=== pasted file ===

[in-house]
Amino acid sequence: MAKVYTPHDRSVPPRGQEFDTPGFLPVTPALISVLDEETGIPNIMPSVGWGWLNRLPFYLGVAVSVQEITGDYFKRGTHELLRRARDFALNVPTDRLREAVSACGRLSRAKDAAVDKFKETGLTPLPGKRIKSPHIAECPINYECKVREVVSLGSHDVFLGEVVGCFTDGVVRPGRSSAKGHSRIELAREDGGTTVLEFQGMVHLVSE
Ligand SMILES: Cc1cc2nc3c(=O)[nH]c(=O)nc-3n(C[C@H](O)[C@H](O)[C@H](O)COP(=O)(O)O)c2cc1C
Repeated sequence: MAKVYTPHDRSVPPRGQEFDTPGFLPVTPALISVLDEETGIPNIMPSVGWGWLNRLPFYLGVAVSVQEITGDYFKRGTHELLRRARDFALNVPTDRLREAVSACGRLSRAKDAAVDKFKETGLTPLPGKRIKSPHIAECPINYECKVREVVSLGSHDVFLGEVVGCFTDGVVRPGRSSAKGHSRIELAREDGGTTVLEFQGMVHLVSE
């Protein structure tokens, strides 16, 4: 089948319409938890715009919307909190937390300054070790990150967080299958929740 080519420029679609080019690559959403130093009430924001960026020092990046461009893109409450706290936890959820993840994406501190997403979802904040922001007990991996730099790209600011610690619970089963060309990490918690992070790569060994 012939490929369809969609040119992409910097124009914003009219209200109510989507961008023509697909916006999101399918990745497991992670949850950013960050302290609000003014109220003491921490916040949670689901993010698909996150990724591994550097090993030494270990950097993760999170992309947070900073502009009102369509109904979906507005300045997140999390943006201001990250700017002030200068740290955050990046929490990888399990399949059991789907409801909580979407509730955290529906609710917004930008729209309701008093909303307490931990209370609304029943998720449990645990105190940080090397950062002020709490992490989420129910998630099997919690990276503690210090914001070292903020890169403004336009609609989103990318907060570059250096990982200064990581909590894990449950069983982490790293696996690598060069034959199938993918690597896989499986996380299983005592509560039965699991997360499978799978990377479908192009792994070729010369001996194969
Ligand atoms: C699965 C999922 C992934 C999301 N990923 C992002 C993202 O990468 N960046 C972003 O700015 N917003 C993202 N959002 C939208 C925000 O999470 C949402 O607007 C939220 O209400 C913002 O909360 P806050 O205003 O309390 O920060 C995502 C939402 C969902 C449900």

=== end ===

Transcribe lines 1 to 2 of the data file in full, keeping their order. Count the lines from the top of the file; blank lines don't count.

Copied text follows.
[in-house]
Amino acid sequence: MAKVYTPHDRSVPPRGQEFDTPGFLPVTPALISVLDEETGIPNIMPSVGWGWLNRLPFYLGVAVSVQEITGDYFKRGTHELLRRARDFALNVPTDRLREAVSACGRLSRAKDAAVDKFKETGLTPLPGKRIKSPHIAECPINYECKVREVVSLGSHDVFLGEVVGCFTDGVVRPGRSSAKGHSRIELAREDGGTTVLEFQGMVHLVSE